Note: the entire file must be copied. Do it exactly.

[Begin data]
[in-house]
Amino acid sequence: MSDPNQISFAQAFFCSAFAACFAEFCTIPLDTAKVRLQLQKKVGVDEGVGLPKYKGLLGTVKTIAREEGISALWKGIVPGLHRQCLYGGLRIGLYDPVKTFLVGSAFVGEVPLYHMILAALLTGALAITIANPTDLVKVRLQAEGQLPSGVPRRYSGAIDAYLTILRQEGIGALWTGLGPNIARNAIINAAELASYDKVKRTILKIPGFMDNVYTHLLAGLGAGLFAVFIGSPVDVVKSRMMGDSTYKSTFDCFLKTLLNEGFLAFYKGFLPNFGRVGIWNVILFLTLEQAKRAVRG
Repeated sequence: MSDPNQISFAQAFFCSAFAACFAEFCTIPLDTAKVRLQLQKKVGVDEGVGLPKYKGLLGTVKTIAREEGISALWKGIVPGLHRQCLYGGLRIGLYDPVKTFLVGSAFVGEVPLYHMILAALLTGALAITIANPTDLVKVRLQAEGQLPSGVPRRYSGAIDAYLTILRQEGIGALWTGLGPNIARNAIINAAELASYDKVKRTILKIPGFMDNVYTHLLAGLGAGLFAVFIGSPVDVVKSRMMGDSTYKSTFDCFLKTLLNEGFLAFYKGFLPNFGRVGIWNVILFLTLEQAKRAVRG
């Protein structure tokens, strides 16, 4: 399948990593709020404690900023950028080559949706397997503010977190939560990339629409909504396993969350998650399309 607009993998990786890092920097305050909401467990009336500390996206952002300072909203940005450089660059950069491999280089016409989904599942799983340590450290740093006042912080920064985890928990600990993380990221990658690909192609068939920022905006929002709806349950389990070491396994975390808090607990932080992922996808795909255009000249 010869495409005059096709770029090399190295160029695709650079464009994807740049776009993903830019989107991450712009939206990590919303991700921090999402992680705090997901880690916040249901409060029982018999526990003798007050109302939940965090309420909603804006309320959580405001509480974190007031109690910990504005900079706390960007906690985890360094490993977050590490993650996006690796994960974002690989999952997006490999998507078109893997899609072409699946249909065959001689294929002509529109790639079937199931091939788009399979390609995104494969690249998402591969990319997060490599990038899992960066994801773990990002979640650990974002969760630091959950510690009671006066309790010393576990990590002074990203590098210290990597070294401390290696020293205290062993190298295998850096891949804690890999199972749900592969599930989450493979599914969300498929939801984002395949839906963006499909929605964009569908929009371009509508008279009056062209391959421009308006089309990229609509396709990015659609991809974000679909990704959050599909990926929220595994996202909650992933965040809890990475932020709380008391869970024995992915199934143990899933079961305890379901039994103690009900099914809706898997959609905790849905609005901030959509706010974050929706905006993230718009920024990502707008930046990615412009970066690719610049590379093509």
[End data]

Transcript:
[in-house]
Amino acid sequence: MSDPNQISFAQAFFCSAFAACFAEFCTIPLDTAKVRLQLQKKVGVDEGVGLPKYKGLLGTVKTIAREEGISALWKGIVPGLHRQCLYGGLRIGLYDPVKTFLVGSAFVGEVPLYHMILAALLTGALAITIANPTDLVKVRLQAEGQLPSGVPRRYSGAIDAYLTILRQEGIGALWTGLGPNIARNAIINAAELASYDKVKRTILKIPGFMDNVYTHLLAGLGAGLFAVFIGSPVDVVKSRMMGDSTYKSTFDCFLKTLLNEGFLAFYKGFLPNFGRVGIWNVILFLTLEQAKRAVRG
Repeated sequence: MSDPNQISFAQAFFCSAFAACFAEFCTIPLDTAKVRLQLQKKVGVDEGVGLPKYKGLLGTVKTIAREEGISALWKGIVPGLHRQCLYGGLRIGLYDPVKTFLVGSAFVGEVPLYHMILAALLTGALAITIANPTDLVKVRLQAEGQLPSGVPRRYSGAIDAYLTILRQEGIGALWTGLGPNIARNAIINAAELASYDKVKRTILKIPGFMDNVYTHLLAGLGAGLFAVFIGSPVDVVKSRMMGDSTYKSTFDCFLKTLLNEGFLAFYKGFLPNFGRVGIWNVILFLTLEQAKRAVRG
């Protein structure tokens, strides 16, 4: 399948990593709020404690900023950028080559949706397997503010977190939560990339629409909504396993969350998650399309 607009993998990786890092920097305050909401467990009336500390996206952002300072909203940005450089660059950069491999280089016409989904599942799983340590450290740093006042912080920064985890928990600990993380990221990658690909192609068939920022905006929002709806349950389990070491396994975390808090607990932080992922996808795909255009000249 010869495409005059096709770029090399190295160029695709650079464009994807740049776009993903830019989107991450712009939206990590919303991700921090999402992680705090997901880690916040249901409060029982018999526990003798007050109302939940965090309420909603804006309320959580405001509480974190007031109690910990504005900079706390960007906690985890360094490993977050590490993650996006690796994960974002690989999952997006490999998507078109893997899609072409699946249909065959001689294929002509529109790639079937199931091939788009399979390609995104494969690249998402591969990319997060490599990038899992960066994801773990990002979640650990974002969760630091959950510690009671006066309790010393576990990590002074990203590098210290990597070294401390290696020293205290062993190298295998850096891949804690890999199972749900592969599930989450493979599914969300498929939801984002395949839906963006499909929605964009569908929009371009509508008279009056062209391959421009308006089309990229609509396709990015659609991809974000679909990704959050599909990926929220595994996202909650992933965040809890990475932020709380008391869970024995992915199934143990899933079961305890379901039994103690009900099914809706898997959609905790849905609005901030959509706010974050929706905006993230718009920024990502707008930046990615412009970066690719610049590379093509």